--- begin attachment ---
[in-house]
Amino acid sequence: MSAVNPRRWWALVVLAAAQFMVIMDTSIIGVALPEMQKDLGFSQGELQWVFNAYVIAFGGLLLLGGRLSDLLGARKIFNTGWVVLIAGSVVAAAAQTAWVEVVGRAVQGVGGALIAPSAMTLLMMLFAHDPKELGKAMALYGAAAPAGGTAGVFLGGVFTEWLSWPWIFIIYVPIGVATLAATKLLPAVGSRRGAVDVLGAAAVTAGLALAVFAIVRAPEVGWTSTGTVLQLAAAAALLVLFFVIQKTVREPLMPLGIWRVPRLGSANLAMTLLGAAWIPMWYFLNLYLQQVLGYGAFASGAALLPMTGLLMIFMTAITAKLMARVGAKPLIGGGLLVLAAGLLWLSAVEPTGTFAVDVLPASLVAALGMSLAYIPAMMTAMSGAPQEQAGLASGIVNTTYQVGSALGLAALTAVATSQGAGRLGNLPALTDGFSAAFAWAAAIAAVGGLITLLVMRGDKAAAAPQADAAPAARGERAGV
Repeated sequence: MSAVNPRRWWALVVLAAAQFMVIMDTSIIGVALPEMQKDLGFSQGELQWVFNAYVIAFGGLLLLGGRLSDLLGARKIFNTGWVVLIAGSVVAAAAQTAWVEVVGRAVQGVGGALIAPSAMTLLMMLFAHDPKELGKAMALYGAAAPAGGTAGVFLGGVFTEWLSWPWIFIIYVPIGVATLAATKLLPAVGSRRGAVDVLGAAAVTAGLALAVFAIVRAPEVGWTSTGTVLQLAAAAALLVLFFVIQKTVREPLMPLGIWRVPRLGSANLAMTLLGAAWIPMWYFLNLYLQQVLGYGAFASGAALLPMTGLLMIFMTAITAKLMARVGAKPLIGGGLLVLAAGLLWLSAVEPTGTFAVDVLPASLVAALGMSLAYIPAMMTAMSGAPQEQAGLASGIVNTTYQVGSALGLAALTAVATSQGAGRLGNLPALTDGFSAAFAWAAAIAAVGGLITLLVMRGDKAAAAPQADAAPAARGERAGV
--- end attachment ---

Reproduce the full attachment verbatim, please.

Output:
[in-house]
Amino acid sequence: MSAVNPRRWWALVVLAAAQFMVIMDTSIIGVALPEMQKDLGFSQGELQWVFNAYVIAFGGLLLLGGRLSDLLGARKIFNTGWVVLIAGSVVAAAAQTAWVEVVGRAVQGVGGALIAPSAMTLLMMLFAHDPKELGKAMALYGAAAPAGGTAGVFLGGVFTEWLSWPWIFIIYVPIGVATLAATKLLPAVGSRRGAVDVLGAAAVTAGLALAVFAIVRAPEVGWTSTGTVLQLAAAAALLVLFFVIQKTVREPLMPLGIWRVPRLGSANLAMTLLGAAWIPMWYFLNLYLQQVLGYGAFASGAALLPMTGLLMIFMTAITAKLMARVGAKPLIGGGLLVLAAGLLWLSAVEPTGTFAVDVLPASLVAALGMSLAYIPAMMTAMSGAPQEQAGLASGIVNTTYQVGSALGLAALTAVATSQGAGRLGNLPALTDGFSAAFAWAAAIAAVGGLITLLVMRGDKAAAAPQADAAPAARGERAGV
Repeated sequence: MSAVNPRRWWALVVLAAAQFMVIMDTSIIGVALPEMQKDLGFSQGELQWVFNAYVIAFGGLLLLGGRLSDLLGARKIFNTGWVVLIAGSVVAAAAQTAWVEVVGRAVQGVGGALIAPSAMTLLMMLFAHDPKELGKAMALYGAAAPAGGTAGVFLGGVFTEWLSWPWIFIIYVPIGVATLAATKLLPAVGSRRGAVDVLGAAAVTAGLALAVFAIVRAPEVGWTSTGTVLQLAAAAALLVLFFVIQKTVREPLMPLGIWRVPRLGSANLAMTLLGAAWIPMWYFLNLYLQQVLGYGAFASGAALLPMTGLLMIFMTAITAKLMARVGAKPLIGGGLLVLAAGLLWLSAVEPTGTFAVDVLPASLVAALGMSLAYIPAMMTAMSGAPQEQAGLASGIVNTTYQVGSALGLAALTAVATSQGAGRLGNLPALTDGFSAAFAWAAAIAAVGGLITLLVMRGDKAAAAPQADAAPAARGERAGV